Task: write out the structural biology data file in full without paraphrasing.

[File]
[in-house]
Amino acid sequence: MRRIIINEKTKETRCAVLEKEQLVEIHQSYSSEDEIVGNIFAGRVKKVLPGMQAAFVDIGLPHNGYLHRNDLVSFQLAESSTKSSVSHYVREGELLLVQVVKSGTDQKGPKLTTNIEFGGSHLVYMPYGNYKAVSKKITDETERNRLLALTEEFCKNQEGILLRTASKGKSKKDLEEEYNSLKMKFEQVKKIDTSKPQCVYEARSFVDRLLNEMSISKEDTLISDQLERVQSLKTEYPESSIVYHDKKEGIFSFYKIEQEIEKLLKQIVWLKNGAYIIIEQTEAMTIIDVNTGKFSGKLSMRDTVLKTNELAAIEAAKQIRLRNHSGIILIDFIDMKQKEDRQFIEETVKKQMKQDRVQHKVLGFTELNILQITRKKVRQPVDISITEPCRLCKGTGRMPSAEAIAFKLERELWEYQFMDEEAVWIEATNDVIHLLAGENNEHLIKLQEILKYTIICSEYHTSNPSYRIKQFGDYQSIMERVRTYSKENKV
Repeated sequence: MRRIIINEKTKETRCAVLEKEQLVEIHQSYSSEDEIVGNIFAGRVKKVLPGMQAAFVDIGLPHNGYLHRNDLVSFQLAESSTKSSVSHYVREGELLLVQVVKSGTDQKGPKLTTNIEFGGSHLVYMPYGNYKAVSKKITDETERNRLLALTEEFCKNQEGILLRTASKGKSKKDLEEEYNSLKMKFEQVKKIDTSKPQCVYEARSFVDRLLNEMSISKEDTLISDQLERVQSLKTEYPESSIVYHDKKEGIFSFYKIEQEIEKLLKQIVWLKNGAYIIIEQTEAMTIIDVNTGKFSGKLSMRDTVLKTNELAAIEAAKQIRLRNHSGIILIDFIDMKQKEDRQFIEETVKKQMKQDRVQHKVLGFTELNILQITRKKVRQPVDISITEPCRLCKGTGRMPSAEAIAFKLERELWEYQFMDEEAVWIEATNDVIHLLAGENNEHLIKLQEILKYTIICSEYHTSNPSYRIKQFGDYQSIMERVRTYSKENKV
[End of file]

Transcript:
[in-house]
Amino acid sequence: MRRIIINEKTKETRCAVLEKEQLVEIHQSYSSEDEIVGNIFAGRVKKVLPGMQAAFVDIGLPHNGYLHRNDLVSFQLAESSTKSSVSHYVREGELLLVQVVKSGTDQKGPKLTTNIEFGGSHLVYMPYGNYKAVSKKITDETERNRLLALTEEFCKNQEGILLRTASKGKSKKDLEEEYNSLKMKFEQVKKIDTSKPQCVYEARSFVDRLLNEMSISKEDTLISDQLERVQSLKTEYPESSIVYHDKKEGIFSFYKIEQEIEKLLKQIVWLKNGAYIIIEQTEAMTIIDVNTGKFSGKLSMRDTVLKTNELAAIEAAKQIRLRNHSGIILIDFIDMKQKEDRQFIEETVKKQMKQDRVQHKVLGFTELNILQITRKKVRQPVDISITEPCRLCKGTGRMPSAEAIAFKLERELWEYQFMDEEAVWIEATNDVIHLLAGENNEHLIKLQEILKYTIICSEYHTSNPSYRIKQFGDYQSIMERVRTYSKENKV
Repeated sequence: MRRIIINEKTKETRCAVLEKEQLVEIHQSYSSEDEIVGNIFAGRVKKVLPGMQAAFVDIGLPHNGYLHRNDLVSFQLAESSTKSSVSHYVREGELLLVQVVKSGTDQKGPKLTTNIEFGGSHLVYMPYGNYKAVSKKITDETERNRLLALTEEFCKNQEGILLRTASKGKSKKDLEEEYNSLKMKFEQVKKIDTSKPQCVYEARSFVDRLLNEMSISKEDTLISDQLERVQSLKTEYPESSIVYHDKKEGIFSFYKIEQEIEKLLKQIVWLKNGAYIIIEQTEAMTIIDVNTGKFSGKLSMRDTVLKTNELAAIEAAKQIRLRNHSGIILIDFIDMKQKEDRQFIEETVKKQMKQDRVQHKVLGFTELNILQITRKKVRQPVDISITEPCRLCKGTGRMPSAEAIAFKLERELWEYQFMDEEAVWIEATNDVIHLLAGENNEHLIKLQEILKYTIICSEYHTSNPSYRIKQFGDYQSIMERVRTYSKENKV